Raquel Ukeles is an alumna of the Wexner Graduate Fellowship Program and a Golda Meir postdoctoral fellow at the Hebrew University of Jerusalem. She is the academic director of www.intellectualencounters.org, on philosophy and science in the world of medieval Islam. Raquel can be reached at rukeles@gmail.com.

As a veteran participant in inter-religious programs, I’ve learned a tremendous amount by watching the successes and mistakes of others. For example, the most successful programs I’ve experienced incorporate many different kinds of learning – formal seminars, participant-led sessions, and having fun together. These programs have clearly designed schedules with ritualized beginnings and endings to each day and a subject that develops in complexity over time, such that the participants feel that they are building something together. I’ve noticed, though, that most of these well-run programs have benefited from bringing together people who differ in their religions yet share a language and basic cultural values. It is much more difficult, however, to run a successful program that crosses linguistic and cultural barriers. In particular, one needs to pay significant attention to issues related to translation, which can affect profoundly the outcome of a program.

By far, the most egregious translation-related mistake I’ve witnessed was at a workshop between high level Arab Muslim religious leaders and American Christian and Jewish counterparts. The director, faced with the high cost of simultaneous translators, decided that we would ‘make do’ without them. At our first session, held at a Protestant seminary, the Christian theologians there spoke eloquently about our shared theological and ethical principles. The Muslim leaders sat politely in a row, though occasionally they looked a little bored. Afterwards, as the theologians congratulated each other for expressing such daring and courageous ideas, the director appeared elated and said to me, “I think we’re off to a great start…very important work occurred here today!” I looked at him in utter astonishment – “Nothing happened here today, because the Muslim scholars did not understand a word…not one word!” The director refused to believe me then, but after several painful days with ersatz translators (myself included), he brought in some professionals. The lesson, though, is one that I’ll never forget – don’t ignore the problem of translation and don’t skimp on translators. Besides the obvious problem of having no way to communicate, the lack of proper translation creates a power imbalance in the room and undermines any attempt to convey mutual respect.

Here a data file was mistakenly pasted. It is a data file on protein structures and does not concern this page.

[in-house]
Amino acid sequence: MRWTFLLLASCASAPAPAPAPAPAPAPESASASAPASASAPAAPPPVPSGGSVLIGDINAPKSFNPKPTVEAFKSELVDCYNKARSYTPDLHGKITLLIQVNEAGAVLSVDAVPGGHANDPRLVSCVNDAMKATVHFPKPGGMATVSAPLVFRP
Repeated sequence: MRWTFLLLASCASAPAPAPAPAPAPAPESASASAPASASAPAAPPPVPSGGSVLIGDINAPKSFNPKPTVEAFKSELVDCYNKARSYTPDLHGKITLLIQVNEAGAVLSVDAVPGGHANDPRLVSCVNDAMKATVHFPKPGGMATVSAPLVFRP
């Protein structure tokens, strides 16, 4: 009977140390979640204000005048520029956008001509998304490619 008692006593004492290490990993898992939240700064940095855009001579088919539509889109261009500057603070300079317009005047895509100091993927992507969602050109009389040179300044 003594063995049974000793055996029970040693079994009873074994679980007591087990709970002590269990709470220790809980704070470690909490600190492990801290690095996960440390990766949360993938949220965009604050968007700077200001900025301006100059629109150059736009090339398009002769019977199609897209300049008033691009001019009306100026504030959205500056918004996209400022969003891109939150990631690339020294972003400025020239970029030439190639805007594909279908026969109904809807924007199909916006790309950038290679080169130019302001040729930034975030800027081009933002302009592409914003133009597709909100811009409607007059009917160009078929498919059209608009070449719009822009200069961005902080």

This July, I had the opportunity for the first time to build and run the curriculum of a two-week encounter between Egyptian graduate students from al-Azhar University and American doctoral and seminary students of different religious backgrounds. The program was small in scale (30 participants), but ambitious in that most of the Egyptians spoke poor English and most of the Americans spoke no Arabic at all (not to mention the serious gaps in worldview and cultural orientation). The workshop was an opportunity for me to apply many of the lessons I have extrapolated over time. For example, we began each day with a moment of silence to create non- scripted space for prayer or meditation; I incorporated both formal lectures and participant-led sessions; I fought hard with the managing director to have a movie night with cookies and milk (following the important Wexner teaching, “no bonding without sugar”); and we played around extensively with issues of translation (and yes, we hired a simultaneous translator).

I was especially proud of two parts of the program that were designed to build mutual respect across cultural and linguistic lines: 

1 – While most of the lectures were in English, I invited a series of American Muslim scholars to present in Arabic, so that the Egyptians would be empowered to participate fully and the Americans would experience learning in translation. These American Muslim scholars also served as cultural bridges to facilitate the exchange not only of ideas but of values. 

2 – Beginning at the end of the first week, we visited places of worship related to each of the traditions in the group: On Friday, the students experienced Jum’ah prayer; on Shabbat, they went to shul; on Sunday, they attended a (Catholic) mass; and the following week they visited a Buddhist temple. In my view, the fact that the students each took turns being a visitor and being a host allowed for a genuine give-and-take and conveyed dignity for all. (In fact, it was a small group of the Muslim students who encouraged me to invite our one Buddhist student to organize a visit to the Buddhist Temple, because the principle of equity was such an important basis of our group dynamic).

As a first-time academic director, I made all sorts of rookie mistakes that I would change or improve, such as covering too many topics with not enough free time, and hiring only one translator, such that we were unable to ‘make do’ when we tried to break out into small groups. In the end, though, I believe that the encounter worked because the participants collectively and individually felt that their voices were respected and their places were valued. And this, I believe, is a lesson that can be applied even for programs that share a common language or culture.